Most cyber attacks are made possible because of social engineering; whether it is a phishing e-mail, a phone call from a “job applicant” or a “competition” on social media. This means that if you want to protect your organization from cyber attacks, you need your colleagues to listen. The problem? Nobody likes being interrupted. Because of this, many organizations are forcing security awareness as a compliance issue. They say; “you have to take this e-learning course by the end of the month, or HR will come after you”. Is it measurable? Sure. Does it make your company less likely to be hacked? Probably not. So what can we do instead? Create a powerful awareness message based on actionable threat intelligence.

Follow the news!

How do newspapers make people want to read their articles? Academic research has shown that certain news values or news criteria can help explain when something is newsworthy. This is a way to assess when people will be interested or not. We are not going to consider whether our audience is interested in news. Instead, we want to understand how we can create a message people will listen to. Here are some factors we should take into account:

  • Timeliness
  • Conflict
  • Personalization
  • Meaningfulness

In the news, timeliness is often about being fast with reporting new events. If we want to deliver a timely message, we need to reach people when they want to listen. The message must be new, and at the same time relevant for the problem at hand.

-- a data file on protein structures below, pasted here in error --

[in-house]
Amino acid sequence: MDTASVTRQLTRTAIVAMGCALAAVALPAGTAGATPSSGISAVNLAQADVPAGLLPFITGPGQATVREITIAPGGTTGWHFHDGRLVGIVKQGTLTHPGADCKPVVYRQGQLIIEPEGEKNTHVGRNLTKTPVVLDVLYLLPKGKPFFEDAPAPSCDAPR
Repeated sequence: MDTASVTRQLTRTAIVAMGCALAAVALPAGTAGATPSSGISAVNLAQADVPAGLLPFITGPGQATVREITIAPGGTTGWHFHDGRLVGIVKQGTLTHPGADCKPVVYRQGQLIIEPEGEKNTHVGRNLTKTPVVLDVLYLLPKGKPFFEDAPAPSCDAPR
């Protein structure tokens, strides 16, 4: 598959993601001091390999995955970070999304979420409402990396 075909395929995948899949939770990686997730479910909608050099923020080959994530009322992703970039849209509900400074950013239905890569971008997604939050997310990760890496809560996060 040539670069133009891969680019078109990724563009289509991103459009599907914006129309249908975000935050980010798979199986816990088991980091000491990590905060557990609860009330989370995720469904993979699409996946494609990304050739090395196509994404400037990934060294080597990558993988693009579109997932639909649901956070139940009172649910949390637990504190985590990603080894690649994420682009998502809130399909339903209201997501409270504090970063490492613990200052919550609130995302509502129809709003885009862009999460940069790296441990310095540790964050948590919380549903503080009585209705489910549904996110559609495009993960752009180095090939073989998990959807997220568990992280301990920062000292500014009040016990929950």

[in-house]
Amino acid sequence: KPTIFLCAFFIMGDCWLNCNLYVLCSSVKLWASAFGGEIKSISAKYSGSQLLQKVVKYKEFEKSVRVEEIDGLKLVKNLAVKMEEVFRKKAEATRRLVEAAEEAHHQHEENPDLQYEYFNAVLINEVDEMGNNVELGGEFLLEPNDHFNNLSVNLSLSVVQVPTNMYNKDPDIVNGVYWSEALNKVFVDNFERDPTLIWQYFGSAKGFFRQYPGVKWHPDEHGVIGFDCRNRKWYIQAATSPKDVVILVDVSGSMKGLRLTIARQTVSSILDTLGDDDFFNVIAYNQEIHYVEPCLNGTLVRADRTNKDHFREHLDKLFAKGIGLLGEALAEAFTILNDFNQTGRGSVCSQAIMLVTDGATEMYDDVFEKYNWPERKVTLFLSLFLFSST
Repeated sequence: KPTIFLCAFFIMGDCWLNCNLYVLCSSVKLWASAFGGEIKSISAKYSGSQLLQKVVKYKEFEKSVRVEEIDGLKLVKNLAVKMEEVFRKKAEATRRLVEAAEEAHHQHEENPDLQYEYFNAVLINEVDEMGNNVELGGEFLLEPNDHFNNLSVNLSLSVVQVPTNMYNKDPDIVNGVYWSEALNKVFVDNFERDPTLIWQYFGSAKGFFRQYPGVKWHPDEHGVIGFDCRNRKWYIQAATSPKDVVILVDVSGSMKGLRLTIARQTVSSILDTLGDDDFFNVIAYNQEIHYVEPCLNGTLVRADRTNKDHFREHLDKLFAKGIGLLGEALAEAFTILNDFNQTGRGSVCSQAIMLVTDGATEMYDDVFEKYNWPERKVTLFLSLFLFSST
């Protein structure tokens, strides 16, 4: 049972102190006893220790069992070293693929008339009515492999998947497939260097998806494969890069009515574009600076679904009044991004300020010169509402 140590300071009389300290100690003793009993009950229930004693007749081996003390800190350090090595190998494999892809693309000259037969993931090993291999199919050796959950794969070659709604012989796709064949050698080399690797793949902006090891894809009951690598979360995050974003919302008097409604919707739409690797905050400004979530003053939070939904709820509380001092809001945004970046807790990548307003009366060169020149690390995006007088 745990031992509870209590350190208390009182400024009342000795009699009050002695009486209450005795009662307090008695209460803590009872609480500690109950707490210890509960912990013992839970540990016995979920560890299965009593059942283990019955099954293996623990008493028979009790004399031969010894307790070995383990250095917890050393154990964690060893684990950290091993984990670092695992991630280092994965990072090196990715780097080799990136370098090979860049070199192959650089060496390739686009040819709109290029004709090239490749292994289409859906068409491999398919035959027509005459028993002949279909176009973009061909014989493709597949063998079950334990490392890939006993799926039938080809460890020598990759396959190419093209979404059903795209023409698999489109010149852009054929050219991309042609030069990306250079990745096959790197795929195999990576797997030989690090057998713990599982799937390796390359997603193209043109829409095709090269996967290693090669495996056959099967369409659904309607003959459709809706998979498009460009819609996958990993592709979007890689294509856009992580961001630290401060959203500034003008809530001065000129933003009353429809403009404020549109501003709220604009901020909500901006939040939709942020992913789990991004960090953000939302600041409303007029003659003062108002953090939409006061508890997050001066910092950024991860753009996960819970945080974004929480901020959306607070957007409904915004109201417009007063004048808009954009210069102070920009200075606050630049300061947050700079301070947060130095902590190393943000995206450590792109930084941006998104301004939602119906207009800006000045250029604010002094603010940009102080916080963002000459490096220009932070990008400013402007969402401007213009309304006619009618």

Conflict: this brings tension to a news story. It plays the same role in security awareness, the conflict factor is the conflict between the adversary and the organization. What are the bad guys up to, and how could it hurt us?

The meaning of personalization is similar to the news world. What does this mean for the people affected, such as the employee and colleague, the customer? If we describe the impact of some security news as “potential for confidentiality breach and possible lateral movement within the network”, it is not likely to be interesting for someone outside the security team. The message must be written for the audience we are targeting!

Meaningfulness is related to how we identify with the issue. Are the victims similar to me? Could it happen to my workplace, and how would that change things?

A powerful awareness message can improve cybersecurity more
Using the right powerful awareness message can change your cybersecurity program from compliance focused to driving actual security behaviors.

Awareness tied to context of threat intelligence

Most awareness messages are shaped like technical instructions distributed by e-mail. It regularly fails at all our “news values”. How can we change that to move towards truly powerful awareness programs? Programs that are relevant and helpful to the job people need to get done in the moment? When we manage to deliver relevant news at the right time, we have people’s attention. Then we can attach recommendations and trainings directly to that context.

Threat intelligence as a hook for powerful awareness messages

Crime sells. Threat intelligence is to a large extent “true crime”. We are not thinking of threat intelligence in the form of IP address block lists. Instead, we need news stories to learn from. We need a story with a victim to identify with. It should have a threat actor to fear, and a way to tie it to “us”. When we think about how the victim should have protected him or herself, we are at the same time planning our own risk mitigation.